“Whenever we do a new profile for Baltimore Avenue, that might be the time to accomplish all of these things at once,” he said. “It might not be appropriate for this right now.”
When questioned why the issue was coming to the fore now with less than a month until the deadline, Smith explained it kind of snuck up on his extremely busy department.
“We didn’t put this on the back burner,” he said. “We just have a lot going on. Six months gets us beyond summer and gives them some time to work this out.”
In terms of signs viewed as public safety hazards because they impede sight lines along the roadway, Smith said he could not remember any cases where accidents occured.
“Some of them have been there for years and years,” he said. “I don’t know of any traffic incidents they’ve caused.”
After considerable debate, a motion was made to extend the sunset provision for the non-conforming signs another six years, which was approved 4-2, with Hartman and DeLuca opposed.
Hartman then made a more comprehensive motion that appeared to take in all of the issues discussed. The motion included removing all signs without permits, further studying the signs impeding sight lines and allowing those signs in corner visibility areas to be corrected within six months. All other non-conforming signs in the upper downtown district would have the deadline for compliance extended for six years in keeping with a similar deadline for the downtown area. That motion passed by a 6-0 vote.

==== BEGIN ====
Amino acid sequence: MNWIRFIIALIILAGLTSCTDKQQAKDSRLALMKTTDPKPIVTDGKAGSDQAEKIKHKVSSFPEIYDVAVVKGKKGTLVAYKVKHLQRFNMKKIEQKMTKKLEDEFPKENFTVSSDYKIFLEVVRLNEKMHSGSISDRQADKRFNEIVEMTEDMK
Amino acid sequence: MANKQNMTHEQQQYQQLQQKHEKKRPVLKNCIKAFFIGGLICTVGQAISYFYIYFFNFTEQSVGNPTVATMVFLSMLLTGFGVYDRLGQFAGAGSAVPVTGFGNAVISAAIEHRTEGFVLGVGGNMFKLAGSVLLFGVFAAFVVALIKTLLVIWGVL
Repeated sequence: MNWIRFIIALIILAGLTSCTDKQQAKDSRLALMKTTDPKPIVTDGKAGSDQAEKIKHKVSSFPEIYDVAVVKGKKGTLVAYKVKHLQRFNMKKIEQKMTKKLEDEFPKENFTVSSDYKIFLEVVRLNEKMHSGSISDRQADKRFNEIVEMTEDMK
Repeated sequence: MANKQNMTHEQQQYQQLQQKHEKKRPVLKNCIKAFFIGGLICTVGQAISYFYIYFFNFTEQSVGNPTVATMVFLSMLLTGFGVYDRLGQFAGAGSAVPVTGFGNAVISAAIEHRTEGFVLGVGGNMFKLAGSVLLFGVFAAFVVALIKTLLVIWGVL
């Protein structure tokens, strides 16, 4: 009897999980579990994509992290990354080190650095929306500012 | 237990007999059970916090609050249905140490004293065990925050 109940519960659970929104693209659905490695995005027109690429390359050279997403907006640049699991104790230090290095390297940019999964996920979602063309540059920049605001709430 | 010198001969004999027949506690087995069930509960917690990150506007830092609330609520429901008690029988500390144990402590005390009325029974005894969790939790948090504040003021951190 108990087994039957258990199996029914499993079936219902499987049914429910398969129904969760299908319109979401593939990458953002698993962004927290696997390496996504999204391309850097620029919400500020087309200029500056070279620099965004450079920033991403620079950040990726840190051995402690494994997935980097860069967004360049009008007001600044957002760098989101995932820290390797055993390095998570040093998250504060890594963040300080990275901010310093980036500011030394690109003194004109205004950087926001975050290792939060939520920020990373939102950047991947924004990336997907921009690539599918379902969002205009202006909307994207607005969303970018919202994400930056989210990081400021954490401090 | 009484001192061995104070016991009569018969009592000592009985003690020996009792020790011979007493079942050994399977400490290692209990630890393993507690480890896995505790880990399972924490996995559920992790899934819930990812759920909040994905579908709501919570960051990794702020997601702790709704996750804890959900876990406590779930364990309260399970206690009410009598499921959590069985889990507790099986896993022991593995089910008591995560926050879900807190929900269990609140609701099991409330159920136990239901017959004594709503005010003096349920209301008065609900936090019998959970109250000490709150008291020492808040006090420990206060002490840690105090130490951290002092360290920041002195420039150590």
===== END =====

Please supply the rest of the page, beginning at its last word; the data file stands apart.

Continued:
Hartman cautioned the town’s decision on the non-conforming signs could end up having an adverse effect. He said business owners forced to move signs or remove them altogether would likely go with the more prolific electronic signs, complicating the issue even further.
“My concern is, once they get moved out of the right-of-way, we’re going to get more and more electronic signs,” he said. “I think we’ll see a proliferation of electronic signs all competing and we’ll end up with something worse. When these signs get replaced, you’re going to have electronic signs coming at you so fast you won’t have time to read them.”